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Sixty years since the first ascent, Everest is still on top of the world

Sixty years ago today, Edmund Hillary and Tenzing Norgay conquered Mount Everest. Today there's more to the Himalayas than mountaineering, says Aaron Millar

What's the attraction?

Today is the 60th anniversary of the first successful summit ascent of Everest, the world's highest mountain, by Edmund Hillary and Tenzing Norgay. But you don't have to don crampons to enjoy the spectacular Himalayas. The peaks – which separate the Indian subcontinent from the Tibetan Plateau, taking in parts of India, Bhutan, Nepal, Tibet, China and Pakistan – are home to some of the most fascinating cultures and breathtaking landscapes on Earth, dotted with ancient monasteries and temples. The hiking is deservedly renowned, but other activities are available too – from wildlife safaris and white-water rafting to luxurious lodge-stays and spectacular cycling.

High and wild

Most people go to Nepal for the trekking, but there's an impressive display of wildlife on offer too, from Bengal tigers to the elusive snow leopard. Accompanied by a professional naturalist, the Ace Cultural Tours (01223 841 055; aceculturaltours.co.uk) trip explores two national parks – Chitwan and Bardiya – as well as the Koshi Tappu Wildlife Reserve. Staying in a combination of luxury lodges and comfortable safari-style tents, the trip includes an elephant-back safari and a crocodile-spotting cruise along the Narayani River. The 16-day Wildlife in the Himalayan Foothills trip costs £3,995pp including flights from Heathrow, accommodation, most meals and an expert guide. Departs 30 January 2014.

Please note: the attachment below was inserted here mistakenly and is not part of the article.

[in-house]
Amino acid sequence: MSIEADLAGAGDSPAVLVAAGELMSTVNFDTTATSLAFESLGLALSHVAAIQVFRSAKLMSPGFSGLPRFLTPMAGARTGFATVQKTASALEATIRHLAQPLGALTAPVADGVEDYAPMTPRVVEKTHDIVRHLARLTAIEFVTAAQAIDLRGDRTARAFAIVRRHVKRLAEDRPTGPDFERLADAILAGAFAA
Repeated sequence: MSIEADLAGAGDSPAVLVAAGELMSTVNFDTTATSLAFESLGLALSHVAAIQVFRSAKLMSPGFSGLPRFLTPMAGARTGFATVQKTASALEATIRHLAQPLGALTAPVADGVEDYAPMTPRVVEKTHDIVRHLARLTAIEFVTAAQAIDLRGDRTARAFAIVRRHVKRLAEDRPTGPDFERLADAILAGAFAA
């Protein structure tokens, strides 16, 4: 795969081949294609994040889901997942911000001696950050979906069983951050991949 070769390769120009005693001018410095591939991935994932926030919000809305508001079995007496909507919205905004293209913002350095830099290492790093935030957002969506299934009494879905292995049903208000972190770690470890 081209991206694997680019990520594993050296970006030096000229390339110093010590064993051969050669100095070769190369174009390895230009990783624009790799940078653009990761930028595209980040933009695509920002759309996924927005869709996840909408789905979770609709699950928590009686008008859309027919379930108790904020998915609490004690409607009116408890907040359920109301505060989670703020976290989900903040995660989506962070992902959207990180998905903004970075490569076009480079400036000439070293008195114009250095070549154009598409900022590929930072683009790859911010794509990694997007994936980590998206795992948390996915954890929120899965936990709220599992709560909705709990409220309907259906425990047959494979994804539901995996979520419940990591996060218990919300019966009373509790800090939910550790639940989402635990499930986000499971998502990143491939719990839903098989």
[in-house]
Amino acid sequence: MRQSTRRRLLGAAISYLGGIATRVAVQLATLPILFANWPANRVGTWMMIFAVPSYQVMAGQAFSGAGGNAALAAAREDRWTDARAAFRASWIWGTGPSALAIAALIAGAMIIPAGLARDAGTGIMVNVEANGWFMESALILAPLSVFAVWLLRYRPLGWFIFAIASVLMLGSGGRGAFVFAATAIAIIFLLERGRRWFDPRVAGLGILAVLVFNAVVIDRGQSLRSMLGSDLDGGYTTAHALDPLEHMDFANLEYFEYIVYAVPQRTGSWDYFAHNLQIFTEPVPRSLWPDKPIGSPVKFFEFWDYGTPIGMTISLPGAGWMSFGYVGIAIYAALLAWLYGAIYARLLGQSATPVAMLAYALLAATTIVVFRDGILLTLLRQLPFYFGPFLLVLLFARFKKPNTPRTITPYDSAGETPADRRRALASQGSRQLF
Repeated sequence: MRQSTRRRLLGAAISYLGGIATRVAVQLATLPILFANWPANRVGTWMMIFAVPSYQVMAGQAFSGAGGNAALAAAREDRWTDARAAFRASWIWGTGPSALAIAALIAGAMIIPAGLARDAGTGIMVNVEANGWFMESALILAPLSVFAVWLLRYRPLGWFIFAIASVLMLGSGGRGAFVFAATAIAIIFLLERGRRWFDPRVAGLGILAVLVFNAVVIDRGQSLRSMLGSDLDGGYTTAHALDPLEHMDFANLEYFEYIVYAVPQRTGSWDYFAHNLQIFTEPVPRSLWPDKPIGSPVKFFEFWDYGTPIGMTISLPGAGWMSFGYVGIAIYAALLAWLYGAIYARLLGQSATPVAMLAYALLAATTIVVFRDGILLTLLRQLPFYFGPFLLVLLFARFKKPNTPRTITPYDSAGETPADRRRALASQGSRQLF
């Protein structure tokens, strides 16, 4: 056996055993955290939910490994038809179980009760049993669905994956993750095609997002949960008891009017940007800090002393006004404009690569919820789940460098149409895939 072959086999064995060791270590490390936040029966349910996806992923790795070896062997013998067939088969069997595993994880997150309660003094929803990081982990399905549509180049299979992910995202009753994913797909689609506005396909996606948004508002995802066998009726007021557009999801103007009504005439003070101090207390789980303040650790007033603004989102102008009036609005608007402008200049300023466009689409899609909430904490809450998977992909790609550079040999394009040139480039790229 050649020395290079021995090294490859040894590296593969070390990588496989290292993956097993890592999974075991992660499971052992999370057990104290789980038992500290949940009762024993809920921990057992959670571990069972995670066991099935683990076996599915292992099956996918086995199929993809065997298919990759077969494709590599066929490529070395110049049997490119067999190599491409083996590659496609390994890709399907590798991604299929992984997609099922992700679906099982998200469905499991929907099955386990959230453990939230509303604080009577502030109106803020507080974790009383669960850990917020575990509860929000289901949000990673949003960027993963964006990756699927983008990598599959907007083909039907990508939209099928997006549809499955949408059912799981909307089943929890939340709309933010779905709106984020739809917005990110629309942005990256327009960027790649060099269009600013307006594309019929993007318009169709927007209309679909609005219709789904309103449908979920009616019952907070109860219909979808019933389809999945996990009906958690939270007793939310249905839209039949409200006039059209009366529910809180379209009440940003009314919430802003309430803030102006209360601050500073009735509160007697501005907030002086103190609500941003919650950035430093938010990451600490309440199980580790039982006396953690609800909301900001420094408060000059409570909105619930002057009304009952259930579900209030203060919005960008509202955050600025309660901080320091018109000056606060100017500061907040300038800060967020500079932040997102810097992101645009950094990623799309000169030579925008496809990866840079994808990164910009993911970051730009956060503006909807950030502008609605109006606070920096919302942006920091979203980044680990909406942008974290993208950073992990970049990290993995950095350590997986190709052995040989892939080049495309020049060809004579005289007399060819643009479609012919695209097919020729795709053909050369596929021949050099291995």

Conquer the dragon

Bhutan is the setting for one of the world's toughest mountain bike races: the annual Tour of the Dragon, a 167-mile race across four mountain passes... in one day. A new trip from Explore (0845 291 4541; explore.co.uk) allows riders to enjoy the festivities of the race, while sampling some of the country's best cycling for themselves. Pedal 200 miles from the forested slopes of Paro, in the west, to the remote Bumthang Valley in the north, exploring monasteries, dzongs (fortresses) and rural villages on the way. The 17-day Tour of the Thunder Dragon costs £3,847pp with flights from Heathrow on 24 August, accommodation, most meals, bike hire and expert guides.

Best foot forward

Kashmir is one of the most beautiful regions in the Himalayas, offering snowy peaks, forests, lakes and rivers. Political strife has cast a long shadow over its beauty, but the Foreign Office recently lifted its advice against travelling to the cities of Jammu and Srinagar and the trekking hotspot of Ladakh. Wild Frontiers (020 7736 3968; wildfrontierstravel.com) combines a four-day trek and wild camping expedition in the Indian region, with time on a houseboat on Dal Lake and visits to the Moghul Gardens and old city of Srinagar, Kashmir's summer capital. The 10-day trip costs £1,690pp with accommodation, most meals and guide, departing 30 August. Flights not included.

Artistic inspiration